Canadians left guessing when identifying nation's top 10 cultural icons

TORONTO - Canadians are fumbling for answers when it comes to recognizing the country's most famous faces.

TORONTO - Canadians are fumbling for answers when it comes to recognizing the country's most famous faces.

An Ipsos-Reid poll conducted on behalf of the Dominion Institute suggests many Canadians have trouble identifying our most famous sons and daughters.

Only four in 10 Canadians recognized a picture of Sir John A. Macdonald even though his face is on the $10 bill, while Tommy Douglas, the father of universal health care, was identified by just 19 per cent of respondents.

"To a lot of Canadians these key figures in our past were strangers," said Marc Chalifoux, executive director of the Dominion Institute.

The online survey asked more than 1,000 Canadians to view pictures of ten iconic figures before identifying them unaided.

Only four faces were familiar to the majority of respondents.

Humanitarian Terry Fox and popular songstress Celine Dion were identified by almost 90 per cent of respondents, while hockey legend Wayne Gretzky was recognized by 77 per cent of those surveyed.

Seventy-three per cent of respondents were able to name a picture of former prime minister Pierre Elliott Trudeau.

Fading furthest from memory was Sir Frederick Banting, winner of the Nobel Prize for the discovery of insulin, who was recognized by fewer than one in ten Canadians.

Also scoring low was Metis leader Louis Riel, who was named by 27 per cent of those surveyed.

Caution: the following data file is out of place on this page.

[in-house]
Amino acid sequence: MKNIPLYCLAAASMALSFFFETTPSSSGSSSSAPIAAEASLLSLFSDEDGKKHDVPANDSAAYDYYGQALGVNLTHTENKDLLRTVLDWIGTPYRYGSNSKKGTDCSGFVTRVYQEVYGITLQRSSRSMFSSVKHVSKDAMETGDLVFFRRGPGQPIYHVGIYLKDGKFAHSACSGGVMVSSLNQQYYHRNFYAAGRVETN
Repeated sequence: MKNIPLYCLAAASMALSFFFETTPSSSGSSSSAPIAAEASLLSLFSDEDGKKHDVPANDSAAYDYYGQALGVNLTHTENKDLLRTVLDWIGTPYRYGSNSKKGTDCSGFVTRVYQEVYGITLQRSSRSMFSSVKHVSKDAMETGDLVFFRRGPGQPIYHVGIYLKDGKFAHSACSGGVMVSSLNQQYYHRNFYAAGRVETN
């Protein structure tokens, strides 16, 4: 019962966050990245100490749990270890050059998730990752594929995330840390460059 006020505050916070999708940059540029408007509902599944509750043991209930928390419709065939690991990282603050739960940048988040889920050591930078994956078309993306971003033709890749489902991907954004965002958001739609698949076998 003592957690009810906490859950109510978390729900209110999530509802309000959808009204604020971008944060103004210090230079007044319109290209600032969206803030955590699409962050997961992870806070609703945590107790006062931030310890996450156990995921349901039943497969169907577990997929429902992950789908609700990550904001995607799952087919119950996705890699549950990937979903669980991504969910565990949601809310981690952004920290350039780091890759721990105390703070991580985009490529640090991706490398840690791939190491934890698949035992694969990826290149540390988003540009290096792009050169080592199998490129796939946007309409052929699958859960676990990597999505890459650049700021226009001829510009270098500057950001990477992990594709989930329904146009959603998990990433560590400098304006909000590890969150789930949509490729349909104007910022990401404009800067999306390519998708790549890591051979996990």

"We're not passing along this historical memory of some of the great figures of our past and if they're not recognized it shows we're doing a bad job of telling Canadian stories," Chalifoux said. "We can do better."

At the midway mark was Gov. Gen. Michaelle Jean, who was recognized by just half of those surveyed.

Given Jean's fairly high public profile since she ate raw seal heart, her low level of visual recognition was a surprise, said Chalifoux.

A breakdown by age group indicates icons like Trudeau and Douglas are better recognized by those 55 years and older.

"We put their faces on stamps or put statues up, but if the majority of Canadians don't recognize them, what good is it?" Chalifoux said.

Living alongside the United States might have also taken its toll on the collective Canadian memory.

Americans are full of national pride, while Canadians don't toot their historical horn to the same extent.

"Canadians are often too timid to talk about our past," said Chalifoux. "We have to do a better job of talking about our own history."

Famous figures who were actively kept in the public eye, like Dion and Fox, were clearly the most recognizable, but everyone has a shelf life, said Christopher Moore, a Toronto-based historian and author of several Canadian history books.

"Time matters," he said. "If you're not in the news all the time no one's going to recognize you."

The genre each icon falls into may have something to do with how much the public remembers them, said Mark Reid, editor of Canadian history magazine the Beaver.

"We have never had that history of making our prime ministers into rock stars," he said.



A breakdown of results by region suggested icons were best known in their home province. Rene Levesque was easily identified in Quebec, while Louis Riel was best known in Manitoba.

"Our country is so darn big that we don't learn the same history," said Reid.

The poll surveyed 1,013 adults aged 18 and older. The sample was balanced to reflect the country's adult population according to census data. It had an estimated margin of error of plus or minus 3.1 percentage points.

The results of the survey provide a snapshot of the way history was taught years ago, said Reid.

"There's a history renaissance going on in schools," he said. "It would be interesting to see this survey 20 years from now."

 
 
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